1. A process for recharging a secondary cell or battery, which in an at least partially discharged state comprises
A. one or more anodic reaction zones containing a molten alkali metal reactant-anode in electrical contact with an external circuit,
B. one or more cathodic reaction zones containing
1. cathodic reactants selected from the group consisting of (i) a single phase composition comprising molten polysulfide salts of said alkali metal and (ii) a two phase composition comprising molten sulfur and molten sulfur saturated polysulfide salts of said alkali metal and
2. an electrode of porous conductive material which is at least partially immersed in said cathodic reactants,
the residual vapor pressure within said cathodic reaction zone being lower than the vapor pressure of sulfur at the operating temperature of said cell or battery, and
C. a cation-permeable solid electrolyte barrier to mass liquid transfer interposed between and in contact with said anodic and cathodic reaction zones, said porous conductive material being in electrical contact with both said solid electrolyte and an external circuit,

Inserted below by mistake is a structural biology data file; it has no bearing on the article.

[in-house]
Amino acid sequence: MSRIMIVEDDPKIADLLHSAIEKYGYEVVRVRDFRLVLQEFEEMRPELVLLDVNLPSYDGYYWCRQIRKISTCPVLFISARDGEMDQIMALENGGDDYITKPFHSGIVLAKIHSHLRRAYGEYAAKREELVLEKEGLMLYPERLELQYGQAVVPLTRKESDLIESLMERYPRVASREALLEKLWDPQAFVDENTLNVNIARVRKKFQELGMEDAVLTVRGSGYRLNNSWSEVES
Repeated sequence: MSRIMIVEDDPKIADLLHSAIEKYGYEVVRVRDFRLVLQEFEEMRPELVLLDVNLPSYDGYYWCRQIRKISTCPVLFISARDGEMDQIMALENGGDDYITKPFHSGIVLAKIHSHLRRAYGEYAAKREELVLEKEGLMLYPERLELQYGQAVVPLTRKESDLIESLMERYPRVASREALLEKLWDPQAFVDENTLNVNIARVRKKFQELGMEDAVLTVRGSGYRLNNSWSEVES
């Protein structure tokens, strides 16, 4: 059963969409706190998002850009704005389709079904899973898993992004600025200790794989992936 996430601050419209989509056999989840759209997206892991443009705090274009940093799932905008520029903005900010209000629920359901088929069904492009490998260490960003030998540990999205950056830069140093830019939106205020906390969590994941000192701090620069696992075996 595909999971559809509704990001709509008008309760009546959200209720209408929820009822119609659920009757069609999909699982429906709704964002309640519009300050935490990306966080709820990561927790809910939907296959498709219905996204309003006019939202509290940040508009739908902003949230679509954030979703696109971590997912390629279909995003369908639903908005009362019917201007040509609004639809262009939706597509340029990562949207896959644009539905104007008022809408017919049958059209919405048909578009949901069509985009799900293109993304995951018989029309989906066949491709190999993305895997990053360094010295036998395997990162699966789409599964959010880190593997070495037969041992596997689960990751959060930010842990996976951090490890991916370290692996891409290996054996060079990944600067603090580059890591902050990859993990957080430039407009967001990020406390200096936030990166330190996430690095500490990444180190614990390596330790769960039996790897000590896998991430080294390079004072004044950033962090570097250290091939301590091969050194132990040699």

comprising applying a negative potential to the anode of said cell or battery while maintaining a temperature gradient within said cathodic reaction zone such that the temperature of said cathodic reactants in a first region adjacent to said solid electrolyte is sufficiently higher than the temperature of said cathodic reactants in a second region not adjacent to said solid electrolyte such that elemental sulfur in said first region vaporizes and is transported to said second region where it condenses.
2. A process in accordance with claim 1 wherein said cathodic reactants are selected from the group consisting of (i) a single phase composition comprising molten polysulfide salts of said anodic reactant in which the molar ratio of sulfur to anodic reactant is greater than or equal to about 3:2, but less than about 5.2:2 and (ii) a two phase composition comprising sulfur and molten sulfur saturated polysulfide salts of said anodic reactant in which the molar ratio of sulfur to anodic reactant is about 5.2:2.